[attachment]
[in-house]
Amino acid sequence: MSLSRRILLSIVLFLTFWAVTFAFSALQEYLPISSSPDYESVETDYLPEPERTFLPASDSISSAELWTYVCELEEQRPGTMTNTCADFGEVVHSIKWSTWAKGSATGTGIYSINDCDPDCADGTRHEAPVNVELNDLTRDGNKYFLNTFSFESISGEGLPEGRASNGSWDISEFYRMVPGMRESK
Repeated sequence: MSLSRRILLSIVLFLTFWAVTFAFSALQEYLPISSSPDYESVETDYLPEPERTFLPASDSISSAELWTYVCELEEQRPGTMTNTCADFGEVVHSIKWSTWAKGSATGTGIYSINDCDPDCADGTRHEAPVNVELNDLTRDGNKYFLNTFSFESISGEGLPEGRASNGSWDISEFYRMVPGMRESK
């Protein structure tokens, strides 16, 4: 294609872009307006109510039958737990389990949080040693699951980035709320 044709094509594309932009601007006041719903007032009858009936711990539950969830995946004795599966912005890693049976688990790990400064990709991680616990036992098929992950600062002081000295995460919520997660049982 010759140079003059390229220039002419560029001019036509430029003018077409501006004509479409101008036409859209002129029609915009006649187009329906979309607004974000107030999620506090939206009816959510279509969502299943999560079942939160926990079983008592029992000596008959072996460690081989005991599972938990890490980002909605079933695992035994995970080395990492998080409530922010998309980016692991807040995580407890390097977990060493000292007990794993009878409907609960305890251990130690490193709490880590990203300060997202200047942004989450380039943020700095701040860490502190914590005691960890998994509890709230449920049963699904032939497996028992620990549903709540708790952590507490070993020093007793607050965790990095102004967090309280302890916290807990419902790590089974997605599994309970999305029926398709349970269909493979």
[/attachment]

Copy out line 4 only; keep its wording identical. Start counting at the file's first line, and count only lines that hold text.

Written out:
């Protein structure tokens, strides 16, 4: 294609872009307006109510039958737990389990949080040693699951980035709320 044709094509594309932009601007006041719903007032009858009936711990539950969830995946004795599966912005890693049976688990790990400064990709991680616990036992098929992950600062002081000295995460919520997660049982 010759140079003059390229220039002419560029001019036509430029003018077409501006004509479409101008036409859209002129029609915009006649187009329906979309607004974000107030999620506090939206009816959510279509969502299943999560079942939160926990079983008592029992000596008959072996460690081989005991599972938990890490980002909605079933695992035994995970080395990492998080409530922010998309980016692991807040995580407890390097977990060493000292007990794993009878409907609960305890251990130690490193709490880590990203300060997202200047942004989450380039943020700095701040860490502190914590005691960890998994509890709230449920049963699904032939497996028992620990549903709540708790952590507490070993020093007793607050965790990095102004967090309280302890916290807990419902790590089974997605599994309970999305029926398709349970269909493979």